>>>  
>>>    When Key Agreement with Key Wrapping is used, with the same Content
>>>    Encryption Key (CEK) reused for multiple recipients, any of those
>>>    recipients can produce a new message that appears to come from the
>>>    original sender.  The new message will be indistinguishable from a
>>>    genuine message from the original sender to any of the other
>>>    participants.  To avoid this attack, the content SHOULD be encrypted
>>>    separately to each recipient with a unique CEK or a nested signature
>>>    over the content SHOULD be used.
>>>  
>>> Because I am primarily interested in single-recipient use cases, this seemed like an acceptable trade-off. However, I have since been contacted by people who would like to use this draft for multi-recipient messages and would not like to fall back on a nested signature structure.
>>>  
>>> An initial proposal was to solve this by simply including the MAC tag from the content encryption in either the per-recipient payload (encrypted using AES-KeyWrap) or as an additional context field to the KDF. But the MAC is computed using the CEK that is known to all recipients, so for this to be secure would require second preimage resistance of the MAC with a known key, which cannot be guaranteed for JOSE because it supports content encryption using AES-GCM for which second preimages can be trivially computed if you know the key.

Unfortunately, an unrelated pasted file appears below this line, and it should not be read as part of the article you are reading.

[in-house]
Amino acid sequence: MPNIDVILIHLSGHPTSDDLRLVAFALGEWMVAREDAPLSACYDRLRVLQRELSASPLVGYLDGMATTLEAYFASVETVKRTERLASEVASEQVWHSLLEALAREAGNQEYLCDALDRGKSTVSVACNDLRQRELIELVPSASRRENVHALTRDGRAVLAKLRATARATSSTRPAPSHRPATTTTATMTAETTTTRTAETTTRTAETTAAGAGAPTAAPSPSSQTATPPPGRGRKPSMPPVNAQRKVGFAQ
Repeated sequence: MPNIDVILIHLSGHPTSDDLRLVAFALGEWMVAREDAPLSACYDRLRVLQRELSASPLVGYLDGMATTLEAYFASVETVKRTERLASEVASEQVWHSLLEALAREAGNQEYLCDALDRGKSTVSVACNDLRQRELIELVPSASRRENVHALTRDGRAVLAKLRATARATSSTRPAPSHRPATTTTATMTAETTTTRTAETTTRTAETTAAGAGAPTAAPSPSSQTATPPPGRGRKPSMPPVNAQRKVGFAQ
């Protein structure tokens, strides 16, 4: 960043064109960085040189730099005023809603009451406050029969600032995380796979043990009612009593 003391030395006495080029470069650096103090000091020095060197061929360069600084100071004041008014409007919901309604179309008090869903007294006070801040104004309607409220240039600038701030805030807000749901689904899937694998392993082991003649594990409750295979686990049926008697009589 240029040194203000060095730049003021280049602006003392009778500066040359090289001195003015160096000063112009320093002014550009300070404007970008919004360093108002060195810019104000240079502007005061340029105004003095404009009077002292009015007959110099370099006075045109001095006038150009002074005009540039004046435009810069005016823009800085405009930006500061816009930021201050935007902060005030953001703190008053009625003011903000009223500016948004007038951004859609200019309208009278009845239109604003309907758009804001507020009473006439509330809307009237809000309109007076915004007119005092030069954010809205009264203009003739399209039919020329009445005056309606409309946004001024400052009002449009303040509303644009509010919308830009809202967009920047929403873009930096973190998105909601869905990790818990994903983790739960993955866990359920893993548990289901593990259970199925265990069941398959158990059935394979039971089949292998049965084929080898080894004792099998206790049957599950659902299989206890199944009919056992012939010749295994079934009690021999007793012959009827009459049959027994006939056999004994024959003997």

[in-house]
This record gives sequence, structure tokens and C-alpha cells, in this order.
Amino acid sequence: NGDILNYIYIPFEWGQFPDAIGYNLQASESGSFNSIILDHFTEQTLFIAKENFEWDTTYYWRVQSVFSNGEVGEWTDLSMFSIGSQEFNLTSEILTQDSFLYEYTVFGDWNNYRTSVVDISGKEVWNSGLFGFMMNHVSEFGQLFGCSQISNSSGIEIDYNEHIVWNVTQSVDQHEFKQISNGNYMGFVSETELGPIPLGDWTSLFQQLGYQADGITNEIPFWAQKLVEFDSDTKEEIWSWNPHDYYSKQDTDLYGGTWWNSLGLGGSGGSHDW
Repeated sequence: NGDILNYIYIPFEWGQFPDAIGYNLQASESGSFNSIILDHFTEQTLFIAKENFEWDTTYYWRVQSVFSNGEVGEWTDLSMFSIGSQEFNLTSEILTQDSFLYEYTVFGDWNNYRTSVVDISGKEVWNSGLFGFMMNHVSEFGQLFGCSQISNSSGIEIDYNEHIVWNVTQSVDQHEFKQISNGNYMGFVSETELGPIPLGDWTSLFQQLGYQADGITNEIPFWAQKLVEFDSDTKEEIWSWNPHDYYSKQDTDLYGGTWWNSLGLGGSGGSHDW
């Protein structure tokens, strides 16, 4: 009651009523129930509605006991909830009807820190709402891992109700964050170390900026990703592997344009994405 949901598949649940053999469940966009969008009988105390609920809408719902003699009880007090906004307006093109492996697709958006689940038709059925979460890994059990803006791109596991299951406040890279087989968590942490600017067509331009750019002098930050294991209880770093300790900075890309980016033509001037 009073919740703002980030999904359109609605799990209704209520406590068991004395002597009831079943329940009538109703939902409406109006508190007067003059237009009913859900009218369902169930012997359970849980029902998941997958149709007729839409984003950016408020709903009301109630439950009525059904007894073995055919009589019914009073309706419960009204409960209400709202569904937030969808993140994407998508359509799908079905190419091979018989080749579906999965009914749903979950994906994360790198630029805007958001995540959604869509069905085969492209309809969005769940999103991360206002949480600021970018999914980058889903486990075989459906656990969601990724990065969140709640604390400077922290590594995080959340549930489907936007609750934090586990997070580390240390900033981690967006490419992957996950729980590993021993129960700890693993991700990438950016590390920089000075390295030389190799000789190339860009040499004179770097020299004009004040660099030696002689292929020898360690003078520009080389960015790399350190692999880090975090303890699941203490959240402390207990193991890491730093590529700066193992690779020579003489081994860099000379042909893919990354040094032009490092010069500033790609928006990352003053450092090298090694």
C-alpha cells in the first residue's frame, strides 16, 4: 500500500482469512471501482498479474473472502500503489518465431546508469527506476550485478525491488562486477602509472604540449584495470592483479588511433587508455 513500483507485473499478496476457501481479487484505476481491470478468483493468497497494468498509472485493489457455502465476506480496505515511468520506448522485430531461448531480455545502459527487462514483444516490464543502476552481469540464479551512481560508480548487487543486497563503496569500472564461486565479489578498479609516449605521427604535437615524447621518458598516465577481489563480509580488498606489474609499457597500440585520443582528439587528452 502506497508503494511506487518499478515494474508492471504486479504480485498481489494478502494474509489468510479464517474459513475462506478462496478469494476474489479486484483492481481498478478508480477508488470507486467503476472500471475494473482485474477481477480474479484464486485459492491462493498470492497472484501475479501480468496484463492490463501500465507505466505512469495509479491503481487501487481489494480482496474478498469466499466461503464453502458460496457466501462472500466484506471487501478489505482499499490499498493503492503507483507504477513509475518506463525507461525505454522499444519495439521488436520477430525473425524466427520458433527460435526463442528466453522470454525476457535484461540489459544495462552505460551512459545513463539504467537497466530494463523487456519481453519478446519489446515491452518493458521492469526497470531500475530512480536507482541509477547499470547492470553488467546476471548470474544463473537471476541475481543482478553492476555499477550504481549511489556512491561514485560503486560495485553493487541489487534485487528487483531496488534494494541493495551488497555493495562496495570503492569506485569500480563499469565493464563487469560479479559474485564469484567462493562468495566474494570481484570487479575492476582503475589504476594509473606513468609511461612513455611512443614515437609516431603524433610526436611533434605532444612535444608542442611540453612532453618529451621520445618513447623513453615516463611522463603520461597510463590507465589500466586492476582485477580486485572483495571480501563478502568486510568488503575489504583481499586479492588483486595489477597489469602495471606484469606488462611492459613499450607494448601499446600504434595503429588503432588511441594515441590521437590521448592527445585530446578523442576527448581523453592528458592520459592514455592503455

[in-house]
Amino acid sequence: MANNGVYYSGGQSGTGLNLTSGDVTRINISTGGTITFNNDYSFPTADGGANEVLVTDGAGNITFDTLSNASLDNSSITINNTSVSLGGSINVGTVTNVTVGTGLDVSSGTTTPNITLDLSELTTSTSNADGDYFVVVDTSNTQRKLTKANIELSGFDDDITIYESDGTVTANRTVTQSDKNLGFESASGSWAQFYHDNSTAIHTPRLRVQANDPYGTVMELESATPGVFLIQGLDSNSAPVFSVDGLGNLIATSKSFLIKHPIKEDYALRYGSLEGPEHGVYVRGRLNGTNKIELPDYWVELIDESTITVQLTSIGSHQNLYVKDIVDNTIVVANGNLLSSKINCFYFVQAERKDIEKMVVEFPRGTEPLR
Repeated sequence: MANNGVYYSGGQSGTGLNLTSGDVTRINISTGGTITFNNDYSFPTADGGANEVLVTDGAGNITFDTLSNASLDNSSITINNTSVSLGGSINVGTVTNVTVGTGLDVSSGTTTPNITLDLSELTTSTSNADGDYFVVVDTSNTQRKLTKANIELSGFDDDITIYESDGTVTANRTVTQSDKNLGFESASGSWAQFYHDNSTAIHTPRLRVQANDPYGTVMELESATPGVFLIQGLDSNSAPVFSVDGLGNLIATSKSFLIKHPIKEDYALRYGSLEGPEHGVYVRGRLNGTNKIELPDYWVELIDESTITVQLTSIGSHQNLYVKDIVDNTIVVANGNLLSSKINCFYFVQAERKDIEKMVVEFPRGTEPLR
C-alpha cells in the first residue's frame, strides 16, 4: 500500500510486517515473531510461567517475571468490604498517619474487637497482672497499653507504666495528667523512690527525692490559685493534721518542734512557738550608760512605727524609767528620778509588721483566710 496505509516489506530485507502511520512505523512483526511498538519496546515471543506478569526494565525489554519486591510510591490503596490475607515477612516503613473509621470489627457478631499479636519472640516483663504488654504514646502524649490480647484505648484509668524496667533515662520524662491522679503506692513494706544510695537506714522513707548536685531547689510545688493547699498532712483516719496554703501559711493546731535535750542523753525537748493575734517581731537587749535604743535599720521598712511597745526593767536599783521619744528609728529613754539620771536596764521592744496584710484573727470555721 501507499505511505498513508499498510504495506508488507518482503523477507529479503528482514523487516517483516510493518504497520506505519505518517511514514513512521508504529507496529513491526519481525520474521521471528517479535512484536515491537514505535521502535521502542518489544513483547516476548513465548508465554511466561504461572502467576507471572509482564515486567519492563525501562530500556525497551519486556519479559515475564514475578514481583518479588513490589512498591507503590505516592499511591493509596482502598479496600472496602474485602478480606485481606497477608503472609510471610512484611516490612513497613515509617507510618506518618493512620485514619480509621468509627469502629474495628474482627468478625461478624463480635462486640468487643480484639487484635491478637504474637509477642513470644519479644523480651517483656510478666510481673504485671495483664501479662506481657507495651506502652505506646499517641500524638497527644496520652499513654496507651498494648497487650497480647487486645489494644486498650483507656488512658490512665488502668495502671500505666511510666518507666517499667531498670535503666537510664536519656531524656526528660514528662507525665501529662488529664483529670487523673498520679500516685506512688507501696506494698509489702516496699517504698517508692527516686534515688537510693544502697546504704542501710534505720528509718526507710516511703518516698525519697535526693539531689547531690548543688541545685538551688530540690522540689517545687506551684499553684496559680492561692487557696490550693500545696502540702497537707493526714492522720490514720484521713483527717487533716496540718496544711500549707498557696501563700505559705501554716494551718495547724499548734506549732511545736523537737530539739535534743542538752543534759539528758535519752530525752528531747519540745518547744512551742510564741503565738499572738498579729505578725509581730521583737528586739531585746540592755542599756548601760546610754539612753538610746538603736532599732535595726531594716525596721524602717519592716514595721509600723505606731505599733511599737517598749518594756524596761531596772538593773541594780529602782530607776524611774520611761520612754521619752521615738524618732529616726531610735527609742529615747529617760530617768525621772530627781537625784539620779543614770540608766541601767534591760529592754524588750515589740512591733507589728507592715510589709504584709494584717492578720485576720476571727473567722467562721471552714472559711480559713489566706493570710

>>>  
>>> Assuming that a per-recipient MAC is too much overhead, an alternative would be to include a collision-resistant hash of entire ciphertext (and IV and associated data) in the KDF. This is unfortunate as it requires another pass over the entire message when we’ve already encrypted and MACed, but it appears to be a solution and at least is no more inefficient than the original signed-then-encrypted approach which also needs to hash the entire message.
>>>  
>>> So two questions:
>>>  
>>> 1. Is including a hash (e.g., SHA-512) of the ciphertext (assuming symmetric AE) in the per-recipient KDF calculation sufficient to prevent forgeries in the multi-recipient setting?
>>>  
>>> 2. Are there more efficient alternatives that don’t assume 2nd preimage resistance of the underlying symmetric MAC?
>>>  
>>> [1]: https://tools.ietf.org/html/draft-madden-jose-ecdh-1pu-03 <https://urldefense.proofpoint.com/v2/url?u=https-3A__tools.ietf.org_html_draft-2Dmadden-2Djose-2Decdh-2D1pu-2D03&d=DwMFaQ&c=yzoHOc_ZK-sxl-kfGNSEvlJYanssXN3q-lhj0sp26wE&r=mf6j6fOClApRsArWE9wqI1rEGUVkfxZ0aXWmn35nK_c&m=pABr2aBl1c_ofW8vypgq6rz4tGVZWkxu0IU_RSNb_L4&s=E_agQvNgeBlLsyPF6xyJ1TFQLBAJsGTY1FJf7EK3iqs&e=>
>>>  
>>> Kind regards,
>>>  
>>> Neil Madden
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>> 
>> 
>>